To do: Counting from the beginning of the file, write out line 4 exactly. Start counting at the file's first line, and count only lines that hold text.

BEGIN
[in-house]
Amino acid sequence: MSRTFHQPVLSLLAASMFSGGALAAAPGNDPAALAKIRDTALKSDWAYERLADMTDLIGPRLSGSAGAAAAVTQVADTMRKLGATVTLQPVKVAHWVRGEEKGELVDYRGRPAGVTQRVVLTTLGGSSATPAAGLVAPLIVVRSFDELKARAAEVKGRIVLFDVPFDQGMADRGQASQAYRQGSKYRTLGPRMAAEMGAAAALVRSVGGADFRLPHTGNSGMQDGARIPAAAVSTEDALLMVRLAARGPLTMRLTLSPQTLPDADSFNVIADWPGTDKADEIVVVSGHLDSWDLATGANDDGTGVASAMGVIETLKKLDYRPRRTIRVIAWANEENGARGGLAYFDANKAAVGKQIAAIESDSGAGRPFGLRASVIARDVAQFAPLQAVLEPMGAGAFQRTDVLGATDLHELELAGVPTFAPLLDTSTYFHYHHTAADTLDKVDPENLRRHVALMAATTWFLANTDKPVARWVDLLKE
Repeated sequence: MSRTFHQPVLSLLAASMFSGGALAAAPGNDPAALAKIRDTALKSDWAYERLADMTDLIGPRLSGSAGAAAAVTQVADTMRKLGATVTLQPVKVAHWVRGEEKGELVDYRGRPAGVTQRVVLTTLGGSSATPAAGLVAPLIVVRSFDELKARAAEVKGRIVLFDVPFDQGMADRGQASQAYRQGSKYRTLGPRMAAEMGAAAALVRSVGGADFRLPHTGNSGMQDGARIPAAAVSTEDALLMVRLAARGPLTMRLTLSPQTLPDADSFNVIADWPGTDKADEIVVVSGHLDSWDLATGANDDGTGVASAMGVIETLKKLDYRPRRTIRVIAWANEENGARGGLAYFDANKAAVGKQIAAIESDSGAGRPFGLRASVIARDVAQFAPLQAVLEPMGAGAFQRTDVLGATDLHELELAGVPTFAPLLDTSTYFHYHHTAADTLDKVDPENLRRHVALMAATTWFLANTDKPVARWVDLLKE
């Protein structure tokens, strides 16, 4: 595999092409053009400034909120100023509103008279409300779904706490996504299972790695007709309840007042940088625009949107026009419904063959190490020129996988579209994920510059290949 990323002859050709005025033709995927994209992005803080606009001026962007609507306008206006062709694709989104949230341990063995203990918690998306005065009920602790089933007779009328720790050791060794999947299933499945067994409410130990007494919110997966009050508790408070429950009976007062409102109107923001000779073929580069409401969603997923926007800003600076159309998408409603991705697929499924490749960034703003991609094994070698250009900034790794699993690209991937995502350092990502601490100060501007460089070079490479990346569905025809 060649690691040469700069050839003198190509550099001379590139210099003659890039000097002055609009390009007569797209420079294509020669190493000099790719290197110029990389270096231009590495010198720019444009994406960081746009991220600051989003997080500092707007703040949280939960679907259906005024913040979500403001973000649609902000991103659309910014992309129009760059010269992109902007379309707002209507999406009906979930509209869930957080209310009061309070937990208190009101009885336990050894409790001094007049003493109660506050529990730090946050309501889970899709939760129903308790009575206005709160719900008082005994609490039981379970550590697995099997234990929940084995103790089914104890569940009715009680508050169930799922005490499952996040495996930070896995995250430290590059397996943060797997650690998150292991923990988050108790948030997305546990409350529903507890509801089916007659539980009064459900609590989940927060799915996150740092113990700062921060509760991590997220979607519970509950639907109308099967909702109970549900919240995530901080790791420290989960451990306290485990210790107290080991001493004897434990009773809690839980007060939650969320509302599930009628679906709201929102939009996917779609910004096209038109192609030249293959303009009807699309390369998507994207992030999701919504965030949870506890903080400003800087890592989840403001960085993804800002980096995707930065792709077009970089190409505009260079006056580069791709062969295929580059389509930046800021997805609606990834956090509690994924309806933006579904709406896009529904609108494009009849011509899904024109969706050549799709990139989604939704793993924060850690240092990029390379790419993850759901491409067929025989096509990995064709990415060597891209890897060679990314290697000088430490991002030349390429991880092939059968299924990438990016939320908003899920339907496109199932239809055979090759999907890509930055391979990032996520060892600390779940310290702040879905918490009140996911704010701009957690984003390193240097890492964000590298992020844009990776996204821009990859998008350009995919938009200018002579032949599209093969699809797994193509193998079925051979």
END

């Protein structure tokens, strides 16, 4: 595999092409053009400034909120100023509103008279409300779904706490996504299972790695007709309840007042940088625009949107026009419904063959190490020129996988579209994920510059290949 990323002859050709005025033709995927994209992005803080606009001026962007609507306008206006062709694709989104949230341990063995203990918690998306005065009920602790089933007779009328720790050791060794999947299933499945067994409410130990007494919110997966009050508790408070429950009976007062409102109107923001000779073929580069409401969603997923926007800003600076159309998408409603991705697929499924490749960034703003991609094994070698250009900034790794699993690209991937995502350092990502601490100060501007460089070079490479990346569905025809 060649690691040469700069050839003198190509550099001379590139210099003659890039000097002055609009390009007569797209420079294509020669190493000099790719290197110029990389270096231009590495010198720019444009994406960081746009991220600051989003997080500092707007703040949280939960679907259906005024913040979500403001973000649609902000991103659309910014992309129009760059010269992109902007379309707002209507999406009906979930509209869930957080209310009061309070937990208190009101009885336990050894409790001094007049003493109660506050529990730090946050309501889970899709939760129903308790009575206005709160719900008082005994609490039981379970550590697995099997234990929940084995103790089914104890569940009715009680508050169930799922005490499952996040495996930070896995995250430290590059397996943060797997650690998150292991923990988050108790948030997305546990409350529903507890509801089916007659539980009064459900609590989940927060799915996150740092113990700062921060509760991590997220979607519970509950639907109308099967909702109970549900919240995530901080790791420290989960451990306290485990210790107290080991001493004897434990009773809690839980007060939650969320509302599930009628679906709201929102939009996917779609910004096209038109192609030249293959303009009807699309390369998507994207992030999701919504965030949870506890903080400003800087890592989840403001960085993804800002980096995707930065792709077009970089190409505009260079006056580069791709062969295929580059389509930046800021997805609606990834956090509690994924309806933006579904709406896009529904609108494009009849011509899904024109969706050549799709990139989604939704793993924060850690240092990029390379790419993850759901491409067929025989096509990995064709990415060597891209890897060679990314290697000088430490991002030349390429991880092939059968299924990438990016939320908003899920339907496109199932239809055979090759999907890509930055391979990032996520060892600390779940310290702040879905918490009140996911704010701009957690984003390193240097890492964000590298992020844009990776996204821009990859998008350009995919938009200018002579032949599209093969699809797994193509193998079925051979």